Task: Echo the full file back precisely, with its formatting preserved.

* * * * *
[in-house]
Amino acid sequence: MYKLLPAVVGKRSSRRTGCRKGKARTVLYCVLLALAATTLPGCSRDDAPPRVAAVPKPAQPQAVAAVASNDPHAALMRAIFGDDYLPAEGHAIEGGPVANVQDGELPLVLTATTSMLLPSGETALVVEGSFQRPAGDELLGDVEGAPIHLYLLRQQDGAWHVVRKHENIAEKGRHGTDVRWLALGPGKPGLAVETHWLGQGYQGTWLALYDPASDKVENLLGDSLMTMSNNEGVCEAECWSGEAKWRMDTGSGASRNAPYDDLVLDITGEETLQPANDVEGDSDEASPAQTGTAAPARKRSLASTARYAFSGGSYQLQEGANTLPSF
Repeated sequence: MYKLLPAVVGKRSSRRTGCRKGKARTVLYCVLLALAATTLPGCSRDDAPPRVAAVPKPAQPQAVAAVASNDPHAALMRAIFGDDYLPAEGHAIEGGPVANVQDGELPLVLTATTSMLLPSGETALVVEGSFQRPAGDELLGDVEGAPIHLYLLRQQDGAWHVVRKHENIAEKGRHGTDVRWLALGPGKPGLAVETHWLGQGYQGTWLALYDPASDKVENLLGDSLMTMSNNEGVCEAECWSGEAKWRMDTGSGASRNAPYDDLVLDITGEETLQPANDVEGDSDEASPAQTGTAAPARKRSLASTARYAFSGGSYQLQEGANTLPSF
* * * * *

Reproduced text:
[in-house]
Amino acid sequence: MYKLLPAVVGKRSSRRTGCRKGKARTVLYCVLLALAATTLPGCSRDDAPPRVAAVPKPAQPQAVAAVASNDPHAALMRAIFGDDYLPAEGHAIEGGPVANVQDGELPLVLTATTSMLLPSGETALVVEGSFQRPAGDELLGDVEGAPIHLYLLRQQDGAWHVVRKHENIAEKGRHGTDVRWLALGPGKPGLAVETHWLGQGYQGTWLALYDPASDKVENLLGDSLMTMSNNEGVCEAECWSGEAKWRMDTGSGASRNAPYDDLVLDITGEETLQPANDVEGDSDEASPAQTGTAAPARKRSLASTARYAFSGGSYQLQEGANTLPSF
Repeated sequence: MYKLLPAVVGKRSSRRTGCRKGKARTVLYCVLLALAATTLPGCSRDDAPPRVAAVPKPAQPQAVAAVASNDPHAALMRAIFGDDYLPAEGHAIEGGPVANVQDGELPLVLTATTSMLLPSGETALVVEGSFQRPAGDELLGDVEGAPIHLYLLRQQDGAWHVVRKHENIAEKGRHGTDVRWLALGPGKPGLAVETHWLGQGYQGTWLALYDPASDKVENLLGDSLMTMSNNEGVCEAECWSGEAKWRMDTGSGASRNAPYDDLVLDITGEETLQPANDVEGDSDEASPAQTGTAAPARKRSLASTARYAFSGGSYQLQEGANTLPSF